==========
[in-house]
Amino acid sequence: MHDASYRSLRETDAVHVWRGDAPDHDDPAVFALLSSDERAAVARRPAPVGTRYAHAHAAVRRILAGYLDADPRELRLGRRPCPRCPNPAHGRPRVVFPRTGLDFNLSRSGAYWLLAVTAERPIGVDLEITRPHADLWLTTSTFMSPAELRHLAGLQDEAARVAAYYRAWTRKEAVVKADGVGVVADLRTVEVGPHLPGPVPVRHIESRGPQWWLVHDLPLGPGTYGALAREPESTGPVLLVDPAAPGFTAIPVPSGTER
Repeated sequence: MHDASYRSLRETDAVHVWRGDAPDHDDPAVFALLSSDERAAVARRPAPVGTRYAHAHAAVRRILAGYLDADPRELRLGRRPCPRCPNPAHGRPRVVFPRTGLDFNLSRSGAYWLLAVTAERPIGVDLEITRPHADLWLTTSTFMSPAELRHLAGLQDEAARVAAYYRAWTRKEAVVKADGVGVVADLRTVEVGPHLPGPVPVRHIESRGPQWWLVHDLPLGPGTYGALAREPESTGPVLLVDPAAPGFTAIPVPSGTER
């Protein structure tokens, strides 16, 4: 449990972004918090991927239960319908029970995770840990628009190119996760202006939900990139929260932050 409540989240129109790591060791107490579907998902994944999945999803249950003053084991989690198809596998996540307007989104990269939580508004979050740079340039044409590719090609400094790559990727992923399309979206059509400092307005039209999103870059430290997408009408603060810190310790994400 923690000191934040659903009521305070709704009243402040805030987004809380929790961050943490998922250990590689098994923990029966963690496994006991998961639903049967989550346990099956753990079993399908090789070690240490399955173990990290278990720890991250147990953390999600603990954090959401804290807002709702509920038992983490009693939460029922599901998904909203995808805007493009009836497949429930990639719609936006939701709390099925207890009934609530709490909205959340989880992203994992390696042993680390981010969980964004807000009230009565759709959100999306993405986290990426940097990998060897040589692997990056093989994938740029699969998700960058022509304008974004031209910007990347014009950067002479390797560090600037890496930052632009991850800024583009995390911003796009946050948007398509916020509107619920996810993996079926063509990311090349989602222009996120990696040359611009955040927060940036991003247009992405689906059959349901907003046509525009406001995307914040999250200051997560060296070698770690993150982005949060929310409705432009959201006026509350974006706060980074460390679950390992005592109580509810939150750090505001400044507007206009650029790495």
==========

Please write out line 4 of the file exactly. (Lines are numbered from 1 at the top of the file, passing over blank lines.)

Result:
């Protein structure tokens, strides 16, 4: 449990972004918090991927239960319908029970995770840990628009190119996760202006939900990139929260932050 409540989240129109790591060791107490579907998902994944999945999803249950003053084991989690198809596998996540307007989104990269939580508004979050740079340039044409590719090609400094790559990727992923399309979206059509400092307005039209999103870059430290997408009408603060810190310790994400 923690000191934040659903009521305070709704009243402040805030987004809380929790961050943490998922250990590689098994923990029966963690496994006991998961639903049967989550346990099956753990079993399908090789070690240490399955173990990290278990720890991250147990953390999600603990954090959401804290807002709702509920038992983490009693939460029922599901998904909203995808805007493009009836497949429930990639719609936006939701709390099925207890009934609530709490909205959340989880992203994992390696042993680390981010969980964004807000009230009565759709959100999306993405986290990426940097990998060897040589692997990056093989994938740029699969998700960058022509304008974004031209910007990347014009950067002479390797560090600037890496930052632009991850800024583009995390911003796009946050948007398509916020509107619920996810993996079926063509990311090349989602222009996120990696040359611009955040927060940036991003247009992405689906059959349901907003046509525009406001995307914040999250200051997560060296070698770690993150982005949060929310409705432009959201006026509350974006706060980074460390679950390992005592109580509810939150750090505001400044507007206009650029790495």